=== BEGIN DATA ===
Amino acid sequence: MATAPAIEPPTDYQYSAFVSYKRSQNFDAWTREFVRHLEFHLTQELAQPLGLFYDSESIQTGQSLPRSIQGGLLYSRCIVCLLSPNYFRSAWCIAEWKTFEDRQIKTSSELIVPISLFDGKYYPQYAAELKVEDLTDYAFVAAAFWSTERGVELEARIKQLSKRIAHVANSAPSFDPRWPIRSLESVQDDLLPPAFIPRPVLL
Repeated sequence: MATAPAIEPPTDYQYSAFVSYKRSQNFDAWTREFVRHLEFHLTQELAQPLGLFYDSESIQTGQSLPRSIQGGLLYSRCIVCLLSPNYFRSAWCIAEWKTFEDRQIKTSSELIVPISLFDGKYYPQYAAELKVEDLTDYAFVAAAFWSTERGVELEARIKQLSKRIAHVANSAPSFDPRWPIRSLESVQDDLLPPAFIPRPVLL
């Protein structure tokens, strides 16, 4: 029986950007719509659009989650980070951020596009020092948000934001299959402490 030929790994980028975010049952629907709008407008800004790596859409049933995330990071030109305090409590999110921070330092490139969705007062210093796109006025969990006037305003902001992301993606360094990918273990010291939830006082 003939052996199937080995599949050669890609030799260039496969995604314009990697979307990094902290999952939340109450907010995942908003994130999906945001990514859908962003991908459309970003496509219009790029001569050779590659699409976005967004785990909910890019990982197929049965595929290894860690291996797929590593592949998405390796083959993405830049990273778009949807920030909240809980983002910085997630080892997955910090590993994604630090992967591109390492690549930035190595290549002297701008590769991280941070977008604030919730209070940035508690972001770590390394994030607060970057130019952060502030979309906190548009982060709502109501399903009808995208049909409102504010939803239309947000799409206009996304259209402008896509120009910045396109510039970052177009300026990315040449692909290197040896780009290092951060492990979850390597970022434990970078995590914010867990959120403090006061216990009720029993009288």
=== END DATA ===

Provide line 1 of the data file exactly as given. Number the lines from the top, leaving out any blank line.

Amino acid sequence: MATAPAIEPPTDYQYSAFVSYKRSQNFDAWTREFVRHLEFHLTQELAQPLGLFYDSESIQTGQSLPRSIQGGLLYSRCIVCLLSPNYFRSAWCIAEWKTFEDRQIKTSSELIVPISLFDGKYYPQYAAELKVEDLTDYAFVAAAFWSTERGVELEARIKQLSKRIAHVANSAPSFDPRWPIRSLESVQDDLLPPAFIPRPVLL